For the modern astronomer, satellites are just a part of life. There are more than 2,000 active ones currently orbiting Earth, and the smartest minds in space photography have managed to work out clever ways of removing the occasional fly over from their images of space.
But then there’s Starlink. The first stages of SpaceX’s plan to launch up to 42,000 satellites to provide Earth with complete internet coverage have clocked in at 122 objects so far; after the first major launch in May, astronomers were worried.
Now a second launch has occurred, and their concerns have truly started to materialise.
Wow!! I am in shock!! The huge amount of Starlink satellites crossed our skies tonight at @cerrotololo. Our DECam exposure was heavily affected by 19 of them! The train of Starlink satellites lasted for over 5 minutes!! Rather depressing… This is not cool! pic.twitter.com/gK0ekbpLJe
— Clarae Martínez-Vázquez (@89Marvaz) November 18, 2019
In the early hours of the morning on November 18 at the Cerro Tololo Inter-American Observatory (CTIO) in Northern Chile, the trail of newly launched Starlink satellites flew overhead, absolutely filling an image taken by the Dark Energy Camera (DECam).
Each one of those dotted line trails in the image below is a Starlink satellite.
While taking about 40 exposures of the Small and Large Magellanic Clouds, SpaceX’s Starlink satellite train entered the camera’s vision around 90 minutes before sunrise, shining bright in the early morning sunlight and taking a whole five minutes to pass out of the telescope’s view.
“Wow!! I am in shock,” wrote CTIO astronomer Clara Martinez-Vazquez on Twitter. She noted there were 19 satellite trails, which is way more than a normal satellite pass by.
Although most of the time the satellites will be dark in the night sky (which still presents some problems), just after the Sun goes down, or early morning when the sky is still black, sunlight can still can hit the satellites, making them visible both by fancy astronomy telescopes, and just regular old binoculars.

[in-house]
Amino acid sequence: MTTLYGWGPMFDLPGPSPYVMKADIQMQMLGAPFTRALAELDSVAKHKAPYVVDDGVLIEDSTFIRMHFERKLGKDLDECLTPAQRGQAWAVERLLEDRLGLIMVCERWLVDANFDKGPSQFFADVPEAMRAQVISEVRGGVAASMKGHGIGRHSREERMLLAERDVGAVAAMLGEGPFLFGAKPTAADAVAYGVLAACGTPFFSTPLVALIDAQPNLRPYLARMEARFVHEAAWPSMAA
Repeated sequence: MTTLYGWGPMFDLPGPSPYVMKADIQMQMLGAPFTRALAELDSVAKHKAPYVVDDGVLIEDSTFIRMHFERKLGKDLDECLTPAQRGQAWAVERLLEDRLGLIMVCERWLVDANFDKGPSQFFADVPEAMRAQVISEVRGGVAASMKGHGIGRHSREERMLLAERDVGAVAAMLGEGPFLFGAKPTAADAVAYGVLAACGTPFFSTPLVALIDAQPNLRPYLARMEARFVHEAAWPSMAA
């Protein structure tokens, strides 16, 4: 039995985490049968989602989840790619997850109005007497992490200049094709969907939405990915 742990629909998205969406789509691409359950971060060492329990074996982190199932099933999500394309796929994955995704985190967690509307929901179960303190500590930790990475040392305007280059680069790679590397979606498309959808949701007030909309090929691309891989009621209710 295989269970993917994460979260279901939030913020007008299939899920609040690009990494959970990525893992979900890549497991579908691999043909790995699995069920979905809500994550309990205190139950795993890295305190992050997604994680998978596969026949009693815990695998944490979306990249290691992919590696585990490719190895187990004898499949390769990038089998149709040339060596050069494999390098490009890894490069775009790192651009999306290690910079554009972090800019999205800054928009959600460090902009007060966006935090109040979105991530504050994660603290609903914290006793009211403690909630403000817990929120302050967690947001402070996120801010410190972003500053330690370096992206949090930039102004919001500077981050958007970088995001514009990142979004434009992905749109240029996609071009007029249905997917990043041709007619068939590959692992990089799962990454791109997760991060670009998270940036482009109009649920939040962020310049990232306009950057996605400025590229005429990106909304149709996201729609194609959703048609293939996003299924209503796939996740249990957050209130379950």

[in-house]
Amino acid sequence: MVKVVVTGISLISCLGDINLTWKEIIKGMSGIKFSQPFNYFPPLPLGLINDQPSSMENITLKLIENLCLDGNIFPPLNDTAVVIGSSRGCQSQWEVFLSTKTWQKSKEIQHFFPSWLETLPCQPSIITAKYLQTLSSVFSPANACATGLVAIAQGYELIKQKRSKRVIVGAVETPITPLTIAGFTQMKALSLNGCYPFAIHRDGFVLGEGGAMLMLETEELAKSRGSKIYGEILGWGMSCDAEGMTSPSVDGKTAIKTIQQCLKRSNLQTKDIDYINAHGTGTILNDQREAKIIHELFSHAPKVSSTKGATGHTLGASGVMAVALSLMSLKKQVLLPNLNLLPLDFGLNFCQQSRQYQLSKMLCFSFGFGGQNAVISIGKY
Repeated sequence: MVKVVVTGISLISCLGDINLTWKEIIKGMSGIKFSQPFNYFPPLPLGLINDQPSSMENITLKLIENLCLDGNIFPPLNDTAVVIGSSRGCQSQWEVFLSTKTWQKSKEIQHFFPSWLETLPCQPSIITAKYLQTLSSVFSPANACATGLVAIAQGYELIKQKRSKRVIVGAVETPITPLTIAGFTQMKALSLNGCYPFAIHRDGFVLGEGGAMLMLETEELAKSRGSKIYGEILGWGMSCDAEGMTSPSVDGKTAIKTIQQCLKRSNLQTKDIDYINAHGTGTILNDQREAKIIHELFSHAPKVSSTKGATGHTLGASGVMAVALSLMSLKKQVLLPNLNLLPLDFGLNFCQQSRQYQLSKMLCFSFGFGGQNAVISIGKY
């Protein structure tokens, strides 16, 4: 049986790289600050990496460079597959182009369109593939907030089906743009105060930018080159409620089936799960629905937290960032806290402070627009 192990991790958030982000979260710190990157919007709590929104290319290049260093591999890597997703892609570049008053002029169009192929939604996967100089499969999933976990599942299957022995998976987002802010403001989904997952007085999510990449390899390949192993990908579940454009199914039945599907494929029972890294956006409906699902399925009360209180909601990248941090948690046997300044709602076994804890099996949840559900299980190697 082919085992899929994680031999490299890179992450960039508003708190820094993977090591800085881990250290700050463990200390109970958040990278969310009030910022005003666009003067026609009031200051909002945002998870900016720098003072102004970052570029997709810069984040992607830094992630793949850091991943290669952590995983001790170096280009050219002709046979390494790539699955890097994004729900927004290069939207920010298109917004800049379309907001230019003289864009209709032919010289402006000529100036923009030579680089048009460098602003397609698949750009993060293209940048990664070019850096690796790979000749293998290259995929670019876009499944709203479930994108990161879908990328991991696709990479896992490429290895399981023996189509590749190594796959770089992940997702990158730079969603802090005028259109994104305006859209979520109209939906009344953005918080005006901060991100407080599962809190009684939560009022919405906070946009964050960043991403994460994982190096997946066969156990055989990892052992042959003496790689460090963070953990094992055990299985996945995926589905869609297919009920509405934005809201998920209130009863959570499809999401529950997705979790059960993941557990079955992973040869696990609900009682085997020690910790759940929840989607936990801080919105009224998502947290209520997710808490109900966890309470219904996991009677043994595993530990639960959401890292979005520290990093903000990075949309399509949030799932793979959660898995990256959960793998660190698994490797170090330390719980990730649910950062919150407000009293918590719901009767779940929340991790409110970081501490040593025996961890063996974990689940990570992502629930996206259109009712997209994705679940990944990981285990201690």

“These things are big enough that when they’re sunlit, they’re bright enough to pick up with anything from binoculars and bigger,” Cees Bassa from the Netherlands Institute for Radio Astronomy told Forbes.
And astronomers are not impressed. As we’ve reported before, they’ve brought up some big issues with Starlink. Firstly, there’s going to be a lot of these objects in orbit, which could dramatically impact the way astronomers can see and listen to the sky.
“A full constellation of Starlink satellites will likely mean the end of Earth-based microwave-radio telescopes able to scan the heavens for faint radio objects,” Swinburne University astronomer Alan Duffy told ScienceAlert in May after the first launch of Starlink satellites.
The second batch of 60 Starlink satellites was launched just over a week ago on November 11, so they haven’t yet reached their final operational altitude – but that altitude is expected to be lower than for the first batch.
Sky watchers are also finding that Starlink are more reflective then other satellites. If thousands of extra satellites weren’t already a problem on their own, the fact they are extra shiny is just another thing astronomers are pulling their hair out about.
Agreed, sent a note to Starlink team last week specifically regarding albedo reduction. We’ll get a better sense of value of this when satellites have raised orbits & arrays are tracking to sun.
— Elon Musk (@elonmusk) May 27, 2019
Astronomers can remove the trails from their images when Starlink swans into view, but much of the information scientists use is contained in the raw images, not the pretty photos we see. Additionally, it’s one thing to remove a single satellite trail from an image, and another to remove 19.
So far, some people are coping by poking fun at SpaceX’s Elon Musk on social media.
— 💫 Astro Noel 💫 (@astro_noel) November 18, 2019
How astronomers and SpaceX will resolve these conflicting needs is still unknown, but with two more launches scheduled this year, there’s a chance this won’t be the last we’ll hear about this problem.